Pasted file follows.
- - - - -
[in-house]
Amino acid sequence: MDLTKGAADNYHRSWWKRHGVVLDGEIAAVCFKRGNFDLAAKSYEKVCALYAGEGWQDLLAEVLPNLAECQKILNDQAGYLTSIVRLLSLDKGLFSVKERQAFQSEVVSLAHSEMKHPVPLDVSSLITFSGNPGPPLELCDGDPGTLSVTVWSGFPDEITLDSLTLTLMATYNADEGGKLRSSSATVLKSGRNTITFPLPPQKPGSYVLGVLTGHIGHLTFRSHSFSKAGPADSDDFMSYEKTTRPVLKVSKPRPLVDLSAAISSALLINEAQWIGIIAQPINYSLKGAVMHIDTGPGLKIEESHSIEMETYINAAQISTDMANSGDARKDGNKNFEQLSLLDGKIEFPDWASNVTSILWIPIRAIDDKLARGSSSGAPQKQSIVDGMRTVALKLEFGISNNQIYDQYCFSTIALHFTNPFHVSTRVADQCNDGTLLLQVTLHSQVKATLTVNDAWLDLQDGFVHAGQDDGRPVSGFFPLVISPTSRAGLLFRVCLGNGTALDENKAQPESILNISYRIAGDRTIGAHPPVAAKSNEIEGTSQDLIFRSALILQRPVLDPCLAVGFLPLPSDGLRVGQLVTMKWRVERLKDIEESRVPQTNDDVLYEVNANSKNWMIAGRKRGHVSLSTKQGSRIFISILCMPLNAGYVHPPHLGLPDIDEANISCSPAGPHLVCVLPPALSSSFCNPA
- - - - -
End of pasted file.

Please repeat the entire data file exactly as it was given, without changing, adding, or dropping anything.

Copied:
[in-house]
Amino acid sequence: MDLTKGAADNYHRSWWKRHGVVLDGEIAAVCFKRGNFDLAAKSYEKVCALYAGEGWQDLLAEVLPNLAECQKILNDQAGYLTSIVRLLSLDKGLFSVKERQAFQSEVVSLAHSEMKHPVPLDVSSLITFSGNPGPPLELCDGDPGTLSVTVWSGFPDEITLDSLTLTLMATYNADEGGKLRSSSATVLKSGRNTITFPLPPQKPGSYVLGVLTGHIGHLTFRSHSFSKAGPADSDDFMSYEKTTRPVLKVSKPRPLVDLSAAISSALLINEAQWIGIIAQPINYSLKGAVMHIDTGPGLKIEESHSIEMETYINAAQISTDMANSGDARKDGNKNFEQLSLLDGKIEFPDWASNVTSILWIPIRAIDDKLARGSSSGAPQKQSIVDGMRTVALKLEFGISNNQIYDQYCFSTIALHFTNPFHVSTRVADQCNDGTLLLQVTLHSQVKATLTVNDAWLDLQDGFVHAGQDDGRPVSGFFPLVISPTSRAGLLFRVCLGNGTALDENKAQPESILNISYRIAGDRTIGAHPPVAAKSNEIEGTSQDLIFRSALILQRPVLDPCLAVGFLPLPSDGLRVGQLVTMKWRVERLKDIEESRVPQTNDDVLYEVNANSKNWMIAGRKRGHVSLSTKQGSRIFISILCMPLNAGYVHPPHLGLPDIDEANISCSPAGPHLVCVLPPALSSSFCNPA